JOURNAL ARTICLE
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Are plain radiographs of the spine necessary during evaluation after blunt trauma? Accuracy of screening torso computed tomography in thoracic/lumbar spine fracture diagnosis.

Journal of Trauma 2005 December
BACKGROUND: Fracture of the thoracolumbar (TL) spine is reported in 8 to 15% of victims of blunt trauma. Current screening of these patients is done with conventional radiography. This may require repeated sets of films and take hours to days. It is imperative that these patients get timely, accurate evaluation to allow for treatment planning and early mobilization; alternatives to plain films would aid in this. The objective of this study is to determine whether the data obtained from admission chest/abdomen/pelvis (CAP) computed tomography (CT) scans after blunt trauma has utility in thoracolumbar spine evaluation.

METHODS: The records of all patients admitted to a Level I trauma center over a 2-month period who underwent CAP CT were reviewed for the presence of TL spine fracture, time to completion of plain film evaluation, and clinical course. Admission CT scans were reviewed by an attending radiologist who was blinded to any previously diagnosed spine fractures. The two tests were compared for diagnostic accuracy and their discriminatory ability was compared using receiver operating characteristic (ROC) curves. Significance was defined as p < 0.05.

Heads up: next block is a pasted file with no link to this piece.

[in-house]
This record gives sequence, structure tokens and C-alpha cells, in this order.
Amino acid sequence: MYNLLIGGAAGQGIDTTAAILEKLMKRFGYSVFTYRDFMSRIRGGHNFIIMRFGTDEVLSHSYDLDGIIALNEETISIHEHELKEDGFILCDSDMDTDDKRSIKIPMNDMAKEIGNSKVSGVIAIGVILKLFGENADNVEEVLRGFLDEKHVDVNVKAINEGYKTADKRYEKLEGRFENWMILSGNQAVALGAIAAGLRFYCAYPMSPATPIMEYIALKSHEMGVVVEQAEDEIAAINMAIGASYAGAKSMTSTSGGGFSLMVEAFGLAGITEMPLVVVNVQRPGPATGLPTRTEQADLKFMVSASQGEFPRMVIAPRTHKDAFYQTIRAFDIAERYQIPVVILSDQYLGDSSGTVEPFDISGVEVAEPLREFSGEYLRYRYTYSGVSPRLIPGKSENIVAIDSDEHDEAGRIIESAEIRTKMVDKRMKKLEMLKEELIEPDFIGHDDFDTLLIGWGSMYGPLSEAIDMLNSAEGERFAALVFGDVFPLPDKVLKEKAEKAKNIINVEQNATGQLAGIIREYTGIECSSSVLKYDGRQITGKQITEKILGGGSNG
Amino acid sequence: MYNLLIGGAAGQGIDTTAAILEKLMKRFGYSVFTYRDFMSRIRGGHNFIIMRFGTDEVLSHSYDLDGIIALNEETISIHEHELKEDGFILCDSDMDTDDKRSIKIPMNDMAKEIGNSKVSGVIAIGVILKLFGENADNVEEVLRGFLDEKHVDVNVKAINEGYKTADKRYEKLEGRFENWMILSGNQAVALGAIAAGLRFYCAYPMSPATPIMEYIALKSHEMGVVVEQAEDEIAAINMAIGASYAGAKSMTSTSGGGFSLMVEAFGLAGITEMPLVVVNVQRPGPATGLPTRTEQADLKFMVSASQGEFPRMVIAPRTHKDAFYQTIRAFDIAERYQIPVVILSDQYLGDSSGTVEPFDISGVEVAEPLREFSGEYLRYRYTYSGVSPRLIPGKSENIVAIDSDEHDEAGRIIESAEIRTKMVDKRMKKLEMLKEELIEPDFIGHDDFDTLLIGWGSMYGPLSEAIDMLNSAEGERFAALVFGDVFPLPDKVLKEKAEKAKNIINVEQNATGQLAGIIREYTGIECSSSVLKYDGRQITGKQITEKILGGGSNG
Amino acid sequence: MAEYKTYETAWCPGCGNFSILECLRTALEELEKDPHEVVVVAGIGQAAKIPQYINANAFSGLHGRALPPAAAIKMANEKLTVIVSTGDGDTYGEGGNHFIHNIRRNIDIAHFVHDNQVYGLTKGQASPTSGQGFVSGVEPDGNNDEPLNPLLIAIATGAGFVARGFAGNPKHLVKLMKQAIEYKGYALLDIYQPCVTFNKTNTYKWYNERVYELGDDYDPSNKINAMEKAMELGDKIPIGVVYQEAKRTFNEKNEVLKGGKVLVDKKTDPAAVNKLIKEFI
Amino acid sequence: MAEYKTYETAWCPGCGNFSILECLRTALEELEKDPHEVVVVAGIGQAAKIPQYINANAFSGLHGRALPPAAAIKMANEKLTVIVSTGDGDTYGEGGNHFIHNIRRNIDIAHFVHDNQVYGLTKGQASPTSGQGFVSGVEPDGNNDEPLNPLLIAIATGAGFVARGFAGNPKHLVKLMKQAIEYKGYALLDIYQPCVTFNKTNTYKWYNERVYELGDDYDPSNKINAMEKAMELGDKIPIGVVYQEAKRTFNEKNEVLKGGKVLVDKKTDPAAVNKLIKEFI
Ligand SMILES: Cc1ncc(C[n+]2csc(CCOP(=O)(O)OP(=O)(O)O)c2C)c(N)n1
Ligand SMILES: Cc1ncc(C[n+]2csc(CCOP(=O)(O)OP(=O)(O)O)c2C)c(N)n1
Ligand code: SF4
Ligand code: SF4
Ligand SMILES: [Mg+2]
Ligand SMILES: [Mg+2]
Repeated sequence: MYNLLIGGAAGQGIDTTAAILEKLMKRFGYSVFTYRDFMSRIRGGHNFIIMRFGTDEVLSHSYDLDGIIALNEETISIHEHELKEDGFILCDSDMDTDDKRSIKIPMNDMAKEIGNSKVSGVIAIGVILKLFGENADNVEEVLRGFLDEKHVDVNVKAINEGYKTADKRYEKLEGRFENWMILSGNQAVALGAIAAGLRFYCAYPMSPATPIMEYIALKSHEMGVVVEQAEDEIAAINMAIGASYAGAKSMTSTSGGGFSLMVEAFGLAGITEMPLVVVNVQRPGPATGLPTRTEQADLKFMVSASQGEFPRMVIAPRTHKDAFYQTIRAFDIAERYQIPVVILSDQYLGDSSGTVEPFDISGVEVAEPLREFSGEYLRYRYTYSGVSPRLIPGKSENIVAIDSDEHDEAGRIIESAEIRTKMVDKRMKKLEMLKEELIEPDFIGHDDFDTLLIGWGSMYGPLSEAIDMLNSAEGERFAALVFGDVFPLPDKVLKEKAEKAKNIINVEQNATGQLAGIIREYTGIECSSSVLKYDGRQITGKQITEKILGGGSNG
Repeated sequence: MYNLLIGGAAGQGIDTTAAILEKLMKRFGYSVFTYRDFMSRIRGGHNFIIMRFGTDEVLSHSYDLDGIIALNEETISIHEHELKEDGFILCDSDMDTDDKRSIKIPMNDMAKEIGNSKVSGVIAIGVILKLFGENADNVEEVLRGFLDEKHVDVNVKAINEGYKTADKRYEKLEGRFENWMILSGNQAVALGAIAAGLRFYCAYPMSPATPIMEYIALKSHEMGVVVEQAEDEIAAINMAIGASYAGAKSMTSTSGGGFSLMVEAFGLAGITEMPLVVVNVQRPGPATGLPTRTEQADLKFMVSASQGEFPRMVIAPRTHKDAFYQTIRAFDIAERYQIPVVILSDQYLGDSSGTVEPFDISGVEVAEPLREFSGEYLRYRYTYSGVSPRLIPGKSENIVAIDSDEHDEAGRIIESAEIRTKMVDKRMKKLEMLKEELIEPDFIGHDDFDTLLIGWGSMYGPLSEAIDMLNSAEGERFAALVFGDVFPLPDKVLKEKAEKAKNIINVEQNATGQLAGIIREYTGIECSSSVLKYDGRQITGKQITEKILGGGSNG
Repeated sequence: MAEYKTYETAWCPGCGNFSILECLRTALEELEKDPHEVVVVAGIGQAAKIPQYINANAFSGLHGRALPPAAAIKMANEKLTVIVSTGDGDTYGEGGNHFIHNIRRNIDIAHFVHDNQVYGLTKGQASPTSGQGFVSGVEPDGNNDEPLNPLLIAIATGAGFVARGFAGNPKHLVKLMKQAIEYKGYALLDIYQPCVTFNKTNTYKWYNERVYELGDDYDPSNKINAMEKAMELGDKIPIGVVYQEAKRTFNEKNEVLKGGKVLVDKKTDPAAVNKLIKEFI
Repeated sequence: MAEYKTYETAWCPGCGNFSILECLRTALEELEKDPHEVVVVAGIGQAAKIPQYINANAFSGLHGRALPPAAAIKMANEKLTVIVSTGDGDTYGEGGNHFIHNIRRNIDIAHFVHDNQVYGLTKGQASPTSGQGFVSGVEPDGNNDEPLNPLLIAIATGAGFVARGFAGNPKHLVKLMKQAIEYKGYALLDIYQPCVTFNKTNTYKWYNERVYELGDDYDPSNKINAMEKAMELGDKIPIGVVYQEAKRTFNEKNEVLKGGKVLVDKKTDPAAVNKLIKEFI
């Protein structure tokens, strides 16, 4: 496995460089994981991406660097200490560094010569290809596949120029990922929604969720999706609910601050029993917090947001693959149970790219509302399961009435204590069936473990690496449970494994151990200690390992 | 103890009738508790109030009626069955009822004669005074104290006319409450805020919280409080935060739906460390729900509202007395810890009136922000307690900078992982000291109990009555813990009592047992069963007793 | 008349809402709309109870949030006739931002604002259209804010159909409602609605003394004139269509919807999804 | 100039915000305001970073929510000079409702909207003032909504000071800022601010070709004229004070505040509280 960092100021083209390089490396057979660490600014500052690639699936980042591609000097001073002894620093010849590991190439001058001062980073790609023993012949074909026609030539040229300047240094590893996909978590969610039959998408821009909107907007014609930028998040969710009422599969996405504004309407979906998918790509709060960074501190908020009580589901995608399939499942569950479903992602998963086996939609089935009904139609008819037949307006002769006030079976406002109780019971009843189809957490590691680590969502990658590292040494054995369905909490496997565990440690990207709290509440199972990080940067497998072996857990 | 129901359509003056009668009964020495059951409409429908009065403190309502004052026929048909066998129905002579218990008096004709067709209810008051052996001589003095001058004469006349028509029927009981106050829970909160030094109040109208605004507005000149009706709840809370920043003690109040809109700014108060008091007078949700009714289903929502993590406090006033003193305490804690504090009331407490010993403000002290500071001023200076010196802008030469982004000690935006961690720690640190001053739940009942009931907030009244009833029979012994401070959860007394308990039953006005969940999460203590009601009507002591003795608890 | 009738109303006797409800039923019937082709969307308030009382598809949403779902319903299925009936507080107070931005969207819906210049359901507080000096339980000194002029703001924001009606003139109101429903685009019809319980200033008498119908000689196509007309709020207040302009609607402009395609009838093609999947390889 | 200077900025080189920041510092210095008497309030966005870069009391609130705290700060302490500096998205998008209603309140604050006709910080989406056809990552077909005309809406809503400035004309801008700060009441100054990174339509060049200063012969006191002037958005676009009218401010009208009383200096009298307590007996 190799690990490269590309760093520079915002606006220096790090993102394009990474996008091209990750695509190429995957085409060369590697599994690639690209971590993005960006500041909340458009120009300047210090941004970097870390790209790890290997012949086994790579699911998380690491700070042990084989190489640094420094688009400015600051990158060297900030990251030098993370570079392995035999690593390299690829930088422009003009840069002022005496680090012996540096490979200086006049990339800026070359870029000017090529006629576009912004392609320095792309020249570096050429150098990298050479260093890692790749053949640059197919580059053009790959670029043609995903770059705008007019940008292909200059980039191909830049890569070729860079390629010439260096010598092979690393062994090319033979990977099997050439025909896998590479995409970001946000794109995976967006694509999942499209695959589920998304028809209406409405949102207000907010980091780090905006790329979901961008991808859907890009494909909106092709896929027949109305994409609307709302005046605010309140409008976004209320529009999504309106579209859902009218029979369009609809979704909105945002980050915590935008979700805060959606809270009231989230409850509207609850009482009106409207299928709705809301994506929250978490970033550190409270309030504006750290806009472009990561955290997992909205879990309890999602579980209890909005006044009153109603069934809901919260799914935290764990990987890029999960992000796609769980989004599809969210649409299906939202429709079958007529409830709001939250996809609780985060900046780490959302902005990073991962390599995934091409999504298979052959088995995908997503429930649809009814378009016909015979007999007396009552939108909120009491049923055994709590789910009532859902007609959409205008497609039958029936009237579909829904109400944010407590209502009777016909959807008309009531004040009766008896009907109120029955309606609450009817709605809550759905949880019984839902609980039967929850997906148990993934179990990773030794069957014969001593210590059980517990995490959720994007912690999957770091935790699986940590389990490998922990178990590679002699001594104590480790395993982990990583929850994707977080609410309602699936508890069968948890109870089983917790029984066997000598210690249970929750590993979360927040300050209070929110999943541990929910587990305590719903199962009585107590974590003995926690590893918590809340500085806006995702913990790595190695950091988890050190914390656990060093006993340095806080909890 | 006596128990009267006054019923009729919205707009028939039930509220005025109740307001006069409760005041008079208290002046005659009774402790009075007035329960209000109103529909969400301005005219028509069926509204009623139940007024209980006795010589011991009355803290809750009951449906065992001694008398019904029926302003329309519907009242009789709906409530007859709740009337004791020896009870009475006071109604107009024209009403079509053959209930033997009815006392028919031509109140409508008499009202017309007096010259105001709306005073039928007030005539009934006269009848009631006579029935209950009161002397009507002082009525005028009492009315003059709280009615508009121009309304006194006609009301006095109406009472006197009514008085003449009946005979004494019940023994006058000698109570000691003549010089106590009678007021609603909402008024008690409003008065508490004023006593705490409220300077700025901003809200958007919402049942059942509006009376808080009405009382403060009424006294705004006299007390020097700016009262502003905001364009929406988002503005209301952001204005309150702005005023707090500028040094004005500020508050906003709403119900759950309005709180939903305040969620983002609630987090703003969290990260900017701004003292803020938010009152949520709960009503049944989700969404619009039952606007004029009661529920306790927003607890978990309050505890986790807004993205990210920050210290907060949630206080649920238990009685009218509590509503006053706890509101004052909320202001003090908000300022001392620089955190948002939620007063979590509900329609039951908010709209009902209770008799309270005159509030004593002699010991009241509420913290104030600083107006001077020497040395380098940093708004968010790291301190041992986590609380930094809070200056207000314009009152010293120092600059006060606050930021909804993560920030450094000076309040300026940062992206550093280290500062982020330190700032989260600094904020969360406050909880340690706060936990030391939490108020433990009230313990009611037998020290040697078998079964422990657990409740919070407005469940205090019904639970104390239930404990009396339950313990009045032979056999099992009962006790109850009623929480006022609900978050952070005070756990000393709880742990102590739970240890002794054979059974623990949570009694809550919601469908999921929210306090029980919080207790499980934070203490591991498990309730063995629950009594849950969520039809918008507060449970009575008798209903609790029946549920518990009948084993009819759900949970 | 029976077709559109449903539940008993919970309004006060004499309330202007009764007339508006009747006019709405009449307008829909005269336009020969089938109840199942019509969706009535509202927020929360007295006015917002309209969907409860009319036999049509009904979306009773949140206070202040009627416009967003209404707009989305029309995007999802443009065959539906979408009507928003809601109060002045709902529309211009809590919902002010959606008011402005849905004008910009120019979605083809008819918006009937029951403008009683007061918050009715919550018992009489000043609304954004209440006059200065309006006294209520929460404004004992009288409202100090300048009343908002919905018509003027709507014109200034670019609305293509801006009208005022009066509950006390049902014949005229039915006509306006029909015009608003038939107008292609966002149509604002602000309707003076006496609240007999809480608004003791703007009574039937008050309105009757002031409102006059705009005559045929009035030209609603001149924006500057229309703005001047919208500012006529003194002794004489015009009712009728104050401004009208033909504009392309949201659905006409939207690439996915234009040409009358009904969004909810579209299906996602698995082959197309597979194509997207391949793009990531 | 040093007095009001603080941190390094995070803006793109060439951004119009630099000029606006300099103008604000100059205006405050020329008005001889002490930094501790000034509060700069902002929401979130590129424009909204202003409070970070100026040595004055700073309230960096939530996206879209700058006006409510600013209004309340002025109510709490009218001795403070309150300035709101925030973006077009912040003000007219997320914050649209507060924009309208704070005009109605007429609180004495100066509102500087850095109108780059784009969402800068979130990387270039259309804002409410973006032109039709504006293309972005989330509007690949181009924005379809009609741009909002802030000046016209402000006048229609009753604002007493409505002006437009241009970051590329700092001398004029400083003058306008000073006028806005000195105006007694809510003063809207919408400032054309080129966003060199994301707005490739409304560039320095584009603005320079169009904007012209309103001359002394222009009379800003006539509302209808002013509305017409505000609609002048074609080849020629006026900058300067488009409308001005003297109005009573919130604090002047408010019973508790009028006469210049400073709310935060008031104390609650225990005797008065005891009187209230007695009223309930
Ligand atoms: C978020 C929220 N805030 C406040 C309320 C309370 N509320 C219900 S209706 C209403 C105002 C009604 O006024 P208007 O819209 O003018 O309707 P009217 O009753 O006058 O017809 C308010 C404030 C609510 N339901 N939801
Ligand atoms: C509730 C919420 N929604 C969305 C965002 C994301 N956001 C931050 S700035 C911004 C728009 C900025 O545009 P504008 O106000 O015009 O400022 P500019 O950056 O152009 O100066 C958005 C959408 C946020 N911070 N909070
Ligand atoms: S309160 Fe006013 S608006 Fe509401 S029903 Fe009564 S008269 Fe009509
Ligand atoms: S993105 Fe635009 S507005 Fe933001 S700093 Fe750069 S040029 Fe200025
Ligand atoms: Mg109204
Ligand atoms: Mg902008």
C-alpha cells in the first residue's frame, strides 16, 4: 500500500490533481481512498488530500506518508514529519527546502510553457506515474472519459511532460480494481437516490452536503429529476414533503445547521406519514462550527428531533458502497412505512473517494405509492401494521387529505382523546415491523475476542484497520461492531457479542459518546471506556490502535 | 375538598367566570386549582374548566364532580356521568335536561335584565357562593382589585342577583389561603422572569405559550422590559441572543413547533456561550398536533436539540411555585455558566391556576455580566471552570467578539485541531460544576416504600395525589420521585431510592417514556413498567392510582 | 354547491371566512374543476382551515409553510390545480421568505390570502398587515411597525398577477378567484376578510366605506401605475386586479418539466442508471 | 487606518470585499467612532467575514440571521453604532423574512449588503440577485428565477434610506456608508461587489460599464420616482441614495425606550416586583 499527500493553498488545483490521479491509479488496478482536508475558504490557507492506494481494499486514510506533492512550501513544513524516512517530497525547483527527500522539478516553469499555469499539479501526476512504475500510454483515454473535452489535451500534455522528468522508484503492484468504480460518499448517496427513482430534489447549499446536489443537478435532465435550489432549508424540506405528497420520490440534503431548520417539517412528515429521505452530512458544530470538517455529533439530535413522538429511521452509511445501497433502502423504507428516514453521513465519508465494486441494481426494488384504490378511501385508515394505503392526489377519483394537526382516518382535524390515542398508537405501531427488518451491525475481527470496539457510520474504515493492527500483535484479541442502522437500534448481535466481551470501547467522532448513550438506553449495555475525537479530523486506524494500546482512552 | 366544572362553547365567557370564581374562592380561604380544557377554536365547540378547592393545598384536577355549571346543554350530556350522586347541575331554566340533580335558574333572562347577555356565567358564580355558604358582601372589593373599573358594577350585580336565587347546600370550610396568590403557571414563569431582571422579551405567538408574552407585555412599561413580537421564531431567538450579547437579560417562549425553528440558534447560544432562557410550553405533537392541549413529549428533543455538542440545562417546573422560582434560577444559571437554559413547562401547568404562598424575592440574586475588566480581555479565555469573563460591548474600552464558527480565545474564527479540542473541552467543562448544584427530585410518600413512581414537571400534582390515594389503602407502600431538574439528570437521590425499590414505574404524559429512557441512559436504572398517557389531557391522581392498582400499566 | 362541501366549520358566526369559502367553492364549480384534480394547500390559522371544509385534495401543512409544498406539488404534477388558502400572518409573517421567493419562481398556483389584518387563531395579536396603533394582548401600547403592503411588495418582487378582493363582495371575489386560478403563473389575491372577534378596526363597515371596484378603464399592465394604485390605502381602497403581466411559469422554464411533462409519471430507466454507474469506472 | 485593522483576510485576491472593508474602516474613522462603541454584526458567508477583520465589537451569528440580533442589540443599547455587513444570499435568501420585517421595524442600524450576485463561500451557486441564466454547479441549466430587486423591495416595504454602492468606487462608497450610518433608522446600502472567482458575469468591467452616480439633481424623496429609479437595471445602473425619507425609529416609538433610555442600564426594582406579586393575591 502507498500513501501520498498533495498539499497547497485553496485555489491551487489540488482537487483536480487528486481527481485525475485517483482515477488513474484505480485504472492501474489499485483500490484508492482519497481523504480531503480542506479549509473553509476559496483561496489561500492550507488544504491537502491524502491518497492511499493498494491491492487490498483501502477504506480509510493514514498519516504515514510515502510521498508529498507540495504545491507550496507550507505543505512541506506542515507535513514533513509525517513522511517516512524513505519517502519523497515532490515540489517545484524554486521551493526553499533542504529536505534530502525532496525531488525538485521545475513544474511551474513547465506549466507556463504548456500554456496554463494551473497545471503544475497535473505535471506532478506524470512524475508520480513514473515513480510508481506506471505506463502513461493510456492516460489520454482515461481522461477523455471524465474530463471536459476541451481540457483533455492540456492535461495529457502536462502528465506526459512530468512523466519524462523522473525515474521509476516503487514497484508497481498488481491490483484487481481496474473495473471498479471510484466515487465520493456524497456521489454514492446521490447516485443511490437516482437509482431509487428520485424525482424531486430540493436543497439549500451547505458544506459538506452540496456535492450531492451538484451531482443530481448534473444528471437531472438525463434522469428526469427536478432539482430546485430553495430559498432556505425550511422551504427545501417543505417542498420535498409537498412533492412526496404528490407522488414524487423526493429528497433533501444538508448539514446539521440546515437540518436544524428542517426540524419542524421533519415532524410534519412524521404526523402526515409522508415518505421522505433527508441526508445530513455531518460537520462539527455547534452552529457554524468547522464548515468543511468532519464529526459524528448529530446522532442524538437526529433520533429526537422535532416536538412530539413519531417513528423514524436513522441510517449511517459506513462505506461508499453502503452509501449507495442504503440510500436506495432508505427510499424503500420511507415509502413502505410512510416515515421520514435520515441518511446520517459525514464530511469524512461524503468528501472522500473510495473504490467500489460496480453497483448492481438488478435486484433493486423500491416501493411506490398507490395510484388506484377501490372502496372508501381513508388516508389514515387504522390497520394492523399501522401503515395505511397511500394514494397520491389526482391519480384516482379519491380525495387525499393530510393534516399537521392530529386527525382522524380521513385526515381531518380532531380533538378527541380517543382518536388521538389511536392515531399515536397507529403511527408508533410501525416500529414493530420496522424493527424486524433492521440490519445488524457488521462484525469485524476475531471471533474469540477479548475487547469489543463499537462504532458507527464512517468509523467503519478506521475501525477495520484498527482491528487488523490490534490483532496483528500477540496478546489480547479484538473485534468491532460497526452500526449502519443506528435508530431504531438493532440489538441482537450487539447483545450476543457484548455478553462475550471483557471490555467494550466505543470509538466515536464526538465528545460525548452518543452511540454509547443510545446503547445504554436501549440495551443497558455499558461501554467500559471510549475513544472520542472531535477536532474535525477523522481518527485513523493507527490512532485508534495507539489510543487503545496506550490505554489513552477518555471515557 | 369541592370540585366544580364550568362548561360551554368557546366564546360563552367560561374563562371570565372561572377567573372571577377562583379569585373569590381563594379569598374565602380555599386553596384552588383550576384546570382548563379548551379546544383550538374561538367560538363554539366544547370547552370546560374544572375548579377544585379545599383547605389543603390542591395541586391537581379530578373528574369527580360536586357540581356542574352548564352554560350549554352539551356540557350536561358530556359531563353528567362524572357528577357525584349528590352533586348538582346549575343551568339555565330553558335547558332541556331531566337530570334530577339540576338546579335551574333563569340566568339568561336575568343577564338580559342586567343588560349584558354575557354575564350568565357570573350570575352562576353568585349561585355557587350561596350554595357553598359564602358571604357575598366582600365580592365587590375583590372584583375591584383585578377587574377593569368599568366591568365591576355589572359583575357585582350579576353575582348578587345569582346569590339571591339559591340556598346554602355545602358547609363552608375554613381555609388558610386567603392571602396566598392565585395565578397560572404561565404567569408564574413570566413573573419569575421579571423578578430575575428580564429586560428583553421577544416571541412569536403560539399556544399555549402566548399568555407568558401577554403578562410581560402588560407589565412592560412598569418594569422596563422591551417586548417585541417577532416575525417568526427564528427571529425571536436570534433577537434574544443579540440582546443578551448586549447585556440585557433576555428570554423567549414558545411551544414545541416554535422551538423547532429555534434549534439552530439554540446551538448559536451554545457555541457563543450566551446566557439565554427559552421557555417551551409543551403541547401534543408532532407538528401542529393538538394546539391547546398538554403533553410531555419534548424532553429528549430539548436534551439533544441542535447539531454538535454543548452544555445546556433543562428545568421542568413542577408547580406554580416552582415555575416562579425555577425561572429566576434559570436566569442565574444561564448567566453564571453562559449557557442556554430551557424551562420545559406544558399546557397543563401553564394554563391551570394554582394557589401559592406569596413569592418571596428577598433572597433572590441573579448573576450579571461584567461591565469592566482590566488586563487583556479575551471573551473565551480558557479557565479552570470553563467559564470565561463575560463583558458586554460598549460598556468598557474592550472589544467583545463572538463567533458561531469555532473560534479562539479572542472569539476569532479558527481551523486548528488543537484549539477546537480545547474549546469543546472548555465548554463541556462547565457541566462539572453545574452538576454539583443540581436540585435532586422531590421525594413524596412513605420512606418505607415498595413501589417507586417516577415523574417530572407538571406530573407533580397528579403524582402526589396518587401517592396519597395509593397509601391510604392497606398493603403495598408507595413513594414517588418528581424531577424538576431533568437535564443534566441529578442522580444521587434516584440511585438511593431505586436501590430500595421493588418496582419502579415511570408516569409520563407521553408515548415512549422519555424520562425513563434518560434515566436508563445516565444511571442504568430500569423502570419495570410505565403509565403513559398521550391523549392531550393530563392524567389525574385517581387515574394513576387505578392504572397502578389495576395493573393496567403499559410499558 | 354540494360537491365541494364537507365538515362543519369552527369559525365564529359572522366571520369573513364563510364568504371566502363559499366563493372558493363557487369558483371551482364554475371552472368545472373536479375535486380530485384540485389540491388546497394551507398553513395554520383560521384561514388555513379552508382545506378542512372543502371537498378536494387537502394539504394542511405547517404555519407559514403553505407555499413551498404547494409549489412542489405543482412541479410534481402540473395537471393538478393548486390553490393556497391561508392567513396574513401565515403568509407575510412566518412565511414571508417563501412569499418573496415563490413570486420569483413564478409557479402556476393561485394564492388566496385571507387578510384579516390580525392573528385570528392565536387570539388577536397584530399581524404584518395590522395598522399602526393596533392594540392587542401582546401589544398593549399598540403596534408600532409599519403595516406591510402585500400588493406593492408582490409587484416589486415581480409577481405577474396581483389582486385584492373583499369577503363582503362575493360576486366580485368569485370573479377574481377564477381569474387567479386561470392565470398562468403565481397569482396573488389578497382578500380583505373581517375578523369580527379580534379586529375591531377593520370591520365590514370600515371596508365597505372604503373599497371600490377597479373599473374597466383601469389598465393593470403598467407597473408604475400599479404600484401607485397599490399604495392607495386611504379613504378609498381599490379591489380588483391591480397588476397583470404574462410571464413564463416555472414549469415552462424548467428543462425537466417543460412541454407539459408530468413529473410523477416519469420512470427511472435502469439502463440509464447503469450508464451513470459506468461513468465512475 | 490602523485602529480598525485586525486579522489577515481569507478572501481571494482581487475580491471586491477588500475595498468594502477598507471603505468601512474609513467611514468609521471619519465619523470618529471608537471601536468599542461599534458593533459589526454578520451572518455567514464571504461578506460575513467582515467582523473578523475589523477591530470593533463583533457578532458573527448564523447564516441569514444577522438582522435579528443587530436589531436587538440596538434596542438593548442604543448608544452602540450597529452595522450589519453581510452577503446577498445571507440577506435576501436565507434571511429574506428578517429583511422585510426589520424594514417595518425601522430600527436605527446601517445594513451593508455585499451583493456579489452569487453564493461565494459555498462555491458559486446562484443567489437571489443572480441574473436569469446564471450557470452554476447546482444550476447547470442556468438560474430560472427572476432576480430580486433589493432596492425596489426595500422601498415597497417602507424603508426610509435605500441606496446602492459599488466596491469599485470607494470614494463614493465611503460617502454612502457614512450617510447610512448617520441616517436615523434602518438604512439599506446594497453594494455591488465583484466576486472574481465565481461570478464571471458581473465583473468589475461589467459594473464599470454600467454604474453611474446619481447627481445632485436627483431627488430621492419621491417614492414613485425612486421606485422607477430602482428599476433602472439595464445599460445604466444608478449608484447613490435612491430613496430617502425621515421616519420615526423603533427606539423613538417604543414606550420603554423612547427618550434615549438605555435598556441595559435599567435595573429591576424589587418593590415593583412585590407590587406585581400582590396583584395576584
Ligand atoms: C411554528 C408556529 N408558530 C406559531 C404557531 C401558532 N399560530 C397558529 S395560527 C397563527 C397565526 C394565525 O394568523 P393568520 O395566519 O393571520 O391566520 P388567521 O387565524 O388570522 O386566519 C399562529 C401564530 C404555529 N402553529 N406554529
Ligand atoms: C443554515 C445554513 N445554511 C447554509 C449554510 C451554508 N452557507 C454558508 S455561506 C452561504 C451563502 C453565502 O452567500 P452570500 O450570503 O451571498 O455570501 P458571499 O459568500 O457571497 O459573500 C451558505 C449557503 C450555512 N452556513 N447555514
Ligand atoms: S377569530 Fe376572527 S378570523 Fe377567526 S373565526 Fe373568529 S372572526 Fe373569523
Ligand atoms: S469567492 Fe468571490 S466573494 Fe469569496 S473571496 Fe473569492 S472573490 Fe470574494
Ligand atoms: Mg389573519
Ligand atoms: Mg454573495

RESULTS: In all, 103 patients were admitted from January 1, 2003 to February 28, 2003 and underwent CAP CT scan as part of their initial trauma evaluation. Of these, 26 (25%) had thoracolumbar fractures. Seven (27%) thoracolumbar fractures were not seen on plain radiographs taken during the trauma evaluation. Average time until plain film completion in this group was 8 hours (range, 44 minutes to 38 hours). All 26 (100%) patients with fractures, however, were diagnosed on CT scan performed shortly after admission. Of the remaining 77 patients, two (2.6%) were falsely read as positive for fracture on CT. Sensitivity and specificity of CT scan for thoracolumbar fracture were excellent at 100% and 97%, respectively, with a negative predictive value of 100%. Plain radiographs were 73% sensitive, 100% specific, and had a negative predictive value of 92%. Area under the ROC curve for CT was 0.98, but for plain film was 0.86 (p < 0.02).

CONCLUSION: Admission CAP CT obtained as part of the routine trauma evaluation in these high-risk patients is more sensitive than plain radiographs for evaluation of the TL spine after blunt trauma. In addition, CAP CT can be performed faster. Omission of plain radiographs will expedite accurate evaluation allowing earlier treatment and mobilization.

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